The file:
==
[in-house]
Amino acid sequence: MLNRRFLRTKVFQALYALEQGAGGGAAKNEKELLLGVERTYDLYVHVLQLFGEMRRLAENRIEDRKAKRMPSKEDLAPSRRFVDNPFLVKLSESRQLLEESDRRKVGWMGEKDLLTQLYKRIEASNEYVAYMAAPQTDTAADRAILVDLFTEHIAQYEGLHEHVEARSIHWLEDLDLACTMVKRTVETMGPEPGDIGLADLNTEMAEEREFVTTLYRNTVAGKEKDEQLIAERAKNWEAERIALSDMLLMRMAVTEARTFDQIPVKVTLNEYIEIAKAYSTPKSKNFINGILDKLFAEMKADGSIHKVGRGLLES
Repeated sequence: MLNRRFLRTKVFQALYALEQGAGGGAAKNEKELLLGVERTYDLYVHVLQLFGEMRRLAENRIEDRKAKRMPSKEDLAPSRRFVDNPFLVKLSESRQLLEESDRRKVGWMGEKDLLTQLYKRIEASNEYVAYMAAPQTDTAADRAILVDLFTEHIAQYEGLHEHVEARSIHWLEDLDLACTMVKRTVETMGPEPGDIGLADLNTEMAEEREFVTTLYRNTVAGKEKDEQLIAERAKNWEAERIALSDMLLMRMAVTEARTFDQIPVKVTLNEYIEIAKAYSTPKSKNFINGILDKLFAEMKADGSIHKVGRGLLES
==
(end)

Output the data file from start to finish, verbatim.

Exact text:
[in-house]
Amino acid sequence: MLNRRFLRTKVFQALYALEQGAGGGAAKNEKELLLGVERTYDLYVHVLQLFGEMRRLAENRIEDRKAKRMPSKEDLAPSRRFVDNPFLVKLSESRQLLEESDRRKVGWMGEKDLLTQLYKRIEASNEYVAYMAAPQTDTAADRAILVDLFTEHIAQYEGLHEHVEARSIHWLEDLDLACTMVKRTVETMGPEPGDIGLADLNTEMAEEREFVTTLYRNTVAGKEKDEQLIAERAKNWEAERIALSDMLLMRMAVTEARTFDQIPVKVTLNEYIEIAKAYSTPKSKNFINGILDKLFAEMKADGSIHKVGRGLLES
Repeated sequence: MLNRRFLRTKVFQALYALEQGAGGGAAKNEKELLLGVERTYDLYVHVLQLFGEMRRLAENRIEDRKAKRMPSKEDLAPSRRFVDNPFLVKLSESRQLLEESDRRKVGWMGEKDLLTQLYKRIEASNEYVAYMAAPQTDTAADRAILVDLFTEHIAQYEGLHEHVEARSIHWLEDLDLACTMVKRTVETMGPEPGDIGLADLNTEMAEEREFVTTLYRNTVAGKEKDEQLIAERAKNWEAERIALSDMLLMRMAVTEARTFDQIPVKVTLNEYIEIAKAYSTPKSKNFINGILDKLFAEMKADGSIHKVGRGLLES